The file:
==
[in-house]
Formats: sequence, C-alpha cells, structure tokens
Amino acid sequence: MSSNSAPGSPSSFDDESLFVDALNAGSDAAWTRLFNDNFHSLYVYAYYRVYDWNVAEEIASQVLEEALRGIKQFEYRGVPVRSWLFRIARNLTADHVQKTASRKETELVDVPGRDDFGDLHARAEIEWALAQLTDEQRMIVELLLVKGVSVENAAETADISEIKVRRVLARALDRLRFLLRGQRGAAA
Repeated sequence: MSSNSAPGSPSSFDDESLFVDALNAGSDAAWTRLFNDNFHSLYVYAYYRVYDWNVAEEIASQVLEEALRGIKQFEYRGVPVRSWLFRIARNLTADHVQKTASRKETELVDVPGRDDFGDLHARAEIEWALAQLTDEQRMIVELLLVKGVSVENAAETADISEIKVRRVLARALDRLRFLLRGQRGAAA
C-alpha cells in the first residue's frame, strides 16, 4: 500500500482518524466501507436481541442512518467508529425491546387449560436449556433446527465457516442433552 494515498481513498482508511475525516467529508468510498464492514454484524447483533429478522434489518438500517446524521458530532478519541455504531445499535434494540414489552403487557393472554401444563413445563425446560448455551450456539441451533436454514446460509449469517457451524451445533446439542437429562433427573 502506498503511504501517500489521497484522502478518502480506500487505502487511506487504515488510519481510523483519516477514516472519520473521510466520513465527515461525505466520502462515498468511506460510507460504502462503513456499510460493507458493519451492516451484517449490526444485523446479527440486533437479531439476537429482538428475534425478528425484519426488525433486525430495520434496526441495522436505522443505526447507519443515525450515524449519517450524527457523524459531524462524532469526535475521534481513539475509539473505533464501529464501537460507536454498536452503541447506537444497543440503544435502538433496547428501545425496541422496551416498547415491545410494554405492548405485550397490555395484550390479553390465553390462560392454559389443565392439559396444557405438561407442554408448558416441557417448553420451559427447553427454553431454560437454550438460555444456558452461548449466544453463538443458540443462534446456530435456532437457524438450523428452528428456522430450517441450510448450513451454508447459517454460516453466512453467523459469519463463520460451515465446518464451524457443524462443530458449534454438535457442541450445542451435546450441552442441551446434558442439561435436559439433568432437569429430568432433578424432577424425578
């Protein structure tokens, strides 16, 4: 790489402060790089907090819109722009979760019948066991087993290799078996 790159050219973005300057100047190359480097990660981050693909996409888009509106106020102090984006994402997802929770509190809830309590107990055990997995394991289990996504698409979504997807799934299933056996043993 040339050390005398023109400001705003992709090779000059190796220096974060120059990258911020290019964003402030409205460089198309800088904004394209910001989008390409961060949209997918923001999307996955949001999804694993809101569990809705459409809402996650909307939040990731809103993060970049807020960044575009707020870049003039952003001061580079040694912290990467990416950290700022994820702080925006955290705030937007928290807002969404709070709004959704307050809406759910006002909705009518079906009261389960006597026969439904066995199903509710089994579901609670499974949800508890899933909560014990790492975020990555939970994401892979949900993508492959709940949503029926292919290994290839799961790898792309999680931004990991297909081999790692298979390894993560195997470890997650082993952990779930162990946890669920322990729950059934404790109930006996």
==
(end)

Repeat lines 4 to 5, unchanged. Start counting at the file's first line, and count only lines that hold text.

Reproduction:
Repeated sequence: MSSNSAPGSPSSFDDESLFVDALNAGSDAAWTRLFNDNFHSLYVYAYYRVYDWNVAEEIASQVLEEALRGIKQFEYRGVPVRSWLFRIARNLTADHVQKTASRKETELVDVPGRDDFGDLHARAEIEWALAQLTDEQRMIVELLLVKGVSVENAAETADISEIKVRRVLARALDRLRFLLRGQRGAAA
C-alpha cells in the first residue's frame, strides 16, 4: 500500500482518524466501507436481541442512518467508529425491546387449560436449556433446527465457516442433552 494515498481513498482508511475525516467529508468510498464492514454484524447483533429478522434489518438500517446524521458530532478519541455504531445499535434494540414489552403487557393472554401444563413445563425446560448455551450456539441451533436454514446460509449469517457451524451445533446439542437429562433427573 502506498503511504501517500489521497484522502478518502480506500487505502487511506487504515488510519481510523483519516477514516472519520473521510466520513465527515461525505466520502462515498468511506460510507460504502462503513456499510460493507458493519451492516451484517449490526444485523446479527440486533437479531439476537429482538428475534425478528425484519426488525433486525430495520434496526441495522436505522443505526447507519443515525450515524449519517450524527457523524459531524462524532469526535475521534481513539475509539473505533464501529464501537460507536454498536452503541447506537444497543440503544435502538433496547428501545425496541422496551416498547415491545410494554405492548405485550397490555395484550390479553390465553390462560392454559389443565392439559396444557405438561407442554408448558416441557417448553420451559427447553427454553431454560437454550438460555444456558452461548449466544453463538443458540443462534446456530435456532437457524438450523428452528428456522430450517441450510448450513451454508447459517454460516453466512453467523459469519463463520460451515465446518464451524457443524462443530458449534454438535457442541450445542451435546450441552442441551446434558442439561435436559439433568432437569429430568432433578424432577424425578